It’s the very first phrase you hear as a wide-eyed freshman, blending into the masses, at the year-beginning convocation speech given by UW-Madison’s chancellor: The Wisconsin Idea. The Wisconsin Idea, the main philosophy motivating the values and goals of a UW-Madison education, is a commitment to take education beyond the classroom to influence and improve lives both inside and outside of the university complex. To see The Wisconsin Idea at work, one must look no further than UW-Madison’s School of Engineering.
UW-Madison’s School of Engineering is one of the most prestigious engineering schools in the country. In 2011 the “US News & World Report” ranked UW-Madison’s School of Engineering 13th overall, with its eight degree granting programs ranging from rankings of 2nd to 19th. With 3,200 undergraduate students currently enrolled in the school, one might think that gaining hands-on experience and receiving one-on-one attention would be difficult to come by, but by the time of graduation over 75 percent of engineering students have held a co-op, internship or campus research position.
With 44 research centers and 15 consortia, which work directly with government and industry to solve key engineering challenges, the prospect of getting involved in undergraduate research is favorable, and even better, rewarding. The brilliant minds working in UW-Madison’s research labs are working to advance healthcare, move closer towards energy independence and environmental sustainability, improve security and transportation infrastructure, and advance manufacturing. There are hundreds of students working every day in these research labs, implementing The Wisconsin Idea to improve the lives of citizens both locally and globally, and here are two of their stories: meet Erin Berns. Erin, originally from Green Bay Wisconsin, is a fourth year student majoring in Geology and Geological Engineering. Always strong in math and science related subjects, Erin decided to study engineering because she wanted to use her talents to influence and design products that will be more helpful and sustainable.
Erin is currently working in the Geo-Environmental lab under Professor Craig Benson testing geo-synthetic clay liners, or in simpler terms, clay between two pieces of fabric. Geo-synthetic clay liners are used in landfills or retention ponds to keep fluids from moving out of the system and into the surrounding soils. CETCO, a global company that specializes in environmental and construction technologies, is giving the Geo-Environmental lab samples to be tested and Erin’s main job is to see how the different types of liners function.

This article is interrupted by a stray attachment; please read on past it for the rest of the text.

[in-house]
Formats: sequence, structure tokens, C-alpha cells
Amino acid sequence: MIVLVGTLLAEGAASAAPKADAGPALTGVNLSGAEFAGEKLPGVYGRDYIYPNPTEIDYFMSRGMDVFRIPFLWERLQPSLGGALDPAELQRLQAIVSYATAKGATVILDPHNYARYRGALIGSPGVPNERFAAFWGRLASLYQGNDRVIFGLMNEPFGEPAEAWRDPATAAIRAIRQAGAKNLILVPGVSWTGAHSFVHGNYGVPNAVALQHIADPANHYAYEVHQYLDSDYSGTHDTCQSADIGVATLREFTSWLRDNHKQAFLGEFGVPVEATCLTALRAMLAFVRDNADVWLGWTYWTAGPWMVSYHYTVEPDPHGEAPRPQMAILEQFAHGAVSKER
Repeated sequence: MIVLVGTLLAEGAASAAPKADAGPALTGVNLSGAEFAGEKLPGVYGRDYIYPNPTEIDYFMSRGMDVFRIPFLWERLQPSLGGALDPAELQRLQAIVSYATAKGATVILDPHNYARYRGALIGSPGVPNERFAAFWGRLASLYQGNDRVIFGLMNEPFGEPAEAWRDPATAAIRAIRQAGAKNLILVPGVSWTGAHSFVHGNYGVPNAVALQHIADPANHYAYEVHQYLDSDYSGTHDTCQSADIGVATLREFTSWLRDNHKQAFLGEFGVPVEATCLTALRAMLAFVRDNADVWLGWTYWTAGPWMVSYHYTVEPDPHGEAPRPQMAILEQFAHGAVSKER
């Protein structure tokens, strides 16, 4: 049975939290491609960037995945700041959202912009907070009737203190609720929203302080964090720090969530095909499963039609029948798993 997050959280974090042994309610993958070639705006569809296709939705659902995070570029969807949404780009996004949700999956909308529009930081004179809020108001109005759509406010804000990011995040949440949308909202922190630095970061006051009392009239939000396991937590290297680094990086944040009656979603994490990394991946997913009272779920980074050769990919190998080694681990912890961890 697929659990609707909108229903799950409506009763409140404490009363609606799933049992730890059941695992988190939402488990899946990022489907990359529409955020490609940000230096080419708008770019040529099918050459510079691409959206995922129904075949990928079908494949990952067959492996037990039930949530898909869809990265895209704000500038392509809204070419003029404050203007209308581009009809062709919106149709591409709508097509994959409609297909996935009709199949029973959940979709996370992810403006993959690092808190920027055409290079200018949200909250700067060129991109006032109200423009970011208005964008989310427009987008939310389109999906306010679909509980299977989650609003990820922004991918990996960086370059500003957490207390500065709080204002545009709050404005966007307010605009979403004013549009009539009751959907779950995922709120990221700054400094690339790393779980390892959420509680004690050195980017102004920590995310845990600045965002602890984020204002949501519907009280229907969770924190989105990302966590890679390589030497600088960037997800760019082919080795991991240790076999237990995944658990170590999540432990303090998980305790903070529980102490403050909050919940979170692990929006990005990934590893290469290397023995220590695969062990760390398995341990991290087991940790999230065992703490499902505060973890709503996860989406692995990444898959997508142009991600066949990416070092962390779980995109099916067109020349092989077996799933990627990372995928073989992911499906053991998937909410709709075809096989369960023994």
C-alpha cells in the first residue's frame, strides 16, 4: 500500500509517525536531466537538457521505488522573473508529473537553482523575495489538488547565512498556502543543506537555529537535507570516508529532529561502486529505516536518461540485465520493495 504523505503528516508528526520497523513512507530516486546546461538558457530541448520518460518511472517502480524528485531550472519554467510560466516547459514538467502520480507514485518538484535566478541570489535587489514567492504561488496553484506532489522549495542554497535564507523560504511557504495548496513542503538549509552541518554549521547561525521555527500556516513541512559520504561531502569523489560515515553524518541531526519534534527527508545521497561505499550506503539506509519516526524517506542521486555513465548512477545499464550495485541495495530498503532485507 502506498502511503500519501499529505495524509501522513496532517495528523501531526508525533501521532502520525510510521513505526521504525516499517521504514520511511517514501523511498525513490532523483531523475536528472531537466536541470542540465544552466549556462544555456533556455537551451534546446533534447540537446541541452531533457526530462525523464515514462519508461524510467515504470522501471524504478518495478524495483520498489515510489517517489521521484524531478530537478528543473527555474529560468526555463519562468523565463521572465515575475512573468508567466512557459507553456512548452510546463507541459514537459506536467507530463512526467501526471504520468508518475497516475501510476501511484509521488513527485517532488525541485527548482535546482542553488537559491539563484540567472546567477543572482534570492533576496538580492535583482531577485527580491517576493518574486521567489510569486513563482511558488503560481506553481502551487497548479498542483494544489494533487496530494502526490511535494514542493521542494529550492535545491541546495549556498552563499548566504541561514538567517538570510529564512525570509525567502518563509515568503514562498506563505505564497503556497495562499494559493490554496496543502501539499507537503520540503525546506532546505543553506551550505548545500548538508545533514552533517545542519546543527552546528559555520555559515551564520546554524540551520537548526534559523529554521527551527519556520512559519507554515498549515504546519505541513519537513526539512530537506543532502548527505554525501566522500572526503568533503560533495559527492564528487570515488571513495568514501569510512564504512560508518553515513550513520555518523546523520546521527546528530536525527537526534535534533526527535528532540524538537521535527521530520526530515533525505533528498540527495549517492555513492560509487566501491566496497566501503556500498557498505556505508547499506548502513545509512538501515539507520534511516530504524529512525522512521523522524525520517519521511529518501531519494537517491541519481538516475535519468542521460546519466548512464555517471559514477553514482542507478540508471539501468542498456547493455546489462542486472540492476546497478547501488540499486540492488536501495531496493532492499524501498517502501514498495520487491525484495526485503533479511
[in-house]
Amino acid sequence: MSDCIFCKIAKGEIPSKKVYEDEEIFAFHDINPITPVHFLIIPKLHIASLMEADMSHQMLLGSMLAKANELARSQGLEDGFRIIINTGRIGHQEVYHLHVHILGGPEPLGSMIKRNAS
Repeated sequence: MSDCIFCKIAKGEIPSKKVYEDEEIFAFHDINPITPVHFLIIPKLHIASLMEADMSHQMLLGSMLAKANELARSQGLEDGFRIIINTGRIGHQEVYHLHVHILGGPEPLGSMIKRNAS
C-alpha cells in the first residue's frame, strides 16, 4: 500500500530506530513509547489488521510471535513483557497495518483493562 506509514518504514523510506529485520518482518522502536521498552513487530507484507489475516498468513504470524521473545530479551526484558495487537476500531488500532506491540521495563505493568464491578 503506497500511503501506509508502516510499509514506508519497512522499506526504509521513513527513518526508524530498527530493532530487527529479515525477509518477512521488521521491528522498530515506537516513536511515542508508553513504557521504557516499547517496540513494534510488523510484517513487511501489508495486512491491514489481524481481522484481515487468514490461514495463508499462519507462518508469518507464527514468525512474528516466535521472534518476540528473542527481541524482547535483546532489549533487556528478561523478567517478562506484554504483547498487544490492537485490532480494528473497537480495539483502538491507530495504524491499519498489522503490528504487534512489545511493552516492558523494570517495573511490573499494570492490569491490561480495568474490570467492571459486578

When asked what was most rewarding about working in a research lab, Erin responded saying she was grateful to gain experience in the field of research and that she now has an understanding of the processes involved in formulating the scope of research and all the step-by-step processes needed to find the data and trends of a research project. She thinks that gaining experience with the research process will be especially valuable for graduate school in the future, and would tell any undergraduate entering the College of Engineering to take advantage of the research labs on campus. Erin says, “There’s a lot of opportunity to do research and all you really have to do is ask.”
Next meet Ali Ahsan, an Industrial Engineering student in his final year of undergraduate coursework. Ali, who is originally from Lahore, Pakistan, is an active student on the UW-Madison campus and in the College of Engineering. He has worked as an intern for UW-Madison’s Facility and Planning Management Department, is a member of the Wisconsin Consulting Club, Vice President of the Institute of Industrial Engineering and he also finds time to be the only undergraduate student working in the Quick Response Manufacturing (QRM) Center led by Professor Krishnamurthy.
The QRM Center, founded in 1993, works collaboratively with manufacturing companies to improve company efficiencies to cut lead times, which directly results in an increase of profitability. The QRM Center has worked with over 200 companies and has an impressive success rate of over 90 percent. Ali began working for the QRM Center in May 2012, and has recently completed a project in collaboration with Trystar, a company that specializes in custom cables and power solutions. In 2015, Fairbault, Minnesota-based Trystar is moving to a new facility, so Ali’s main focus was to develop a facility layout plan for the manufacturing of the company’s distribution panels and power accessories, which is their high mix, low volume business segment. To complete this project, Ali had to make several visits to the manufacturing floor of the company in order to conceptualize and create a plan which he presented to the company through the use of simulation software.
Ali, who enthusiastically spoke about his work in the QRM Center, said that one of the most challenging aspects of his work comes in the beginning of a project when he must establish his and the QRM Center’s credibility and commitment to the project. “It’s initially a lot of work,” he stated, “You need to go in and understand the business itself; it beings with a lot of data crunching.” Ali’s work with Trystar is only his latest within the QRM Center, and through several semesters and summers of hard work with various companies, Ali is truly an example of the Wisconsin Idea at work.